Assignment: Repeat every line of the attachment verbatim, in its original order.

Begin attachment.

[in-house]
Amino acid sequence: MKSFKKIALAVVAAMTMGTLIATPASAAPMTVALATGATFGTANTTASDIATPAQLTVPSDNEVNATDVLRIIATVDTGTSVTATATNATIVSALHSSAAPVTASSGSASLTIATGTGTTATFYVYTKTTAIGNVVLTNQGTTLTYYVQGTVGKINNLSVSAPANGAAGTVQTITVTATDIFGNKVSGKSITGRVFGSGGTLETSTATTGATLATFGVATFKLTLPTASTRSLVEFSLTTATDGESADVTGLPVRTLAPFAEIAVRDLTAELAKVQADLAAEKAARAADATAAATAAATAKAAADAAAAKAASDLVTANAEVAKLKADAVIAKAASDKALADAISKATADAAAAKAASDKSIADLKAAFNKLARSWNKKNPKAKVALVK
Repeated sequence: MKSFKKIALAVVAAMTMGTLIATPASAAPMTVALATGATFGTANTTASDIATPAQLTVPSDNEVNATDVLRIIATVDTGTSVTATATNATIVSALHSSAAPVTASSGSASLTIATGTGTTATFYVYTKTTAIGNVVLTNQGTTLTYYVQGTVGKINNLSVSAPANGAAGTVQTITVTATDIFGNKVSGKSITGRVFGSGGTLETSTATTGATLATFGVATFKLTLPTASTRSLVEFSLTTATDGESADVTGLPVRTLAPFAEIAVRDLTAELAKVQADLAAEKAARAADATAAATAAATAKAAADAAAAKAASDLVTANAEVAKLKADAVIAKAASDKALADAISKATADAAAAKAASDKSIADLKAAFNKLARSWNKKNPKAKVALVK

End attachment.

[in-house]
Amino acid sequence: MKSFKKIALAVVAAMTMGTLIATPASAAPMTVALATGATFGTANTTASDIATPAQLTVPSDNEVNATDVLRIIATVDTGTSVTATATNATIVSALHSSAAPVTASSGSASLTIATGTGTTATFYVYTKTTAIGNVVLTNQGTTLTYYVQGTVGKINNLSVSAPANGAAGTVQTITVTATDIFGNKVSGKSITGRVFGSGGTLETSTATTGATLATFGVATFKLTLPTASTRSLVEFSLTTATDGESADVTGLPVRTLAPFAEIAVRDLTAELAKVQADLAAEKAARAADATAAATAAATAKAAADAAAAKAASDLVTANAEVAKLKADAVIAKAASDKALADAISKATADAAAAKAASDKSIADLKAAFNKLARSWNKKNPKAKVALVK
Repeated sequence: MKSFKKIALAVVAAMTMGTLIATPASAAPMTVALATGATFGTANTTASDIATPAQLTVPSDNEVNATDVLRIIATVDTGTSVTATATNATIVSALHSSAAPVTASSGSASLTIATGTGTTATFYVYTKTTAIGNVVLTNQGTTLTYYVQGTVGKINNLSVSAPANGAAGTVQTITVTATDIFGNKVSGKSITGRVFGSGGTLETSTATTGATLATFGVATFKLTLPTASTRSLVEFSLTTATDGESADVTGLPVRTLAPFAEIAVRDLTAELAKVQADLAAEKAARAADATAAATAAATAKAAADAAAAKAASDLVTANAEVAKLKADAVIAKAASDKALADAISKATADAAAAKAASDKSIADLKAAFNKLARSWNKKNPKAKVALVK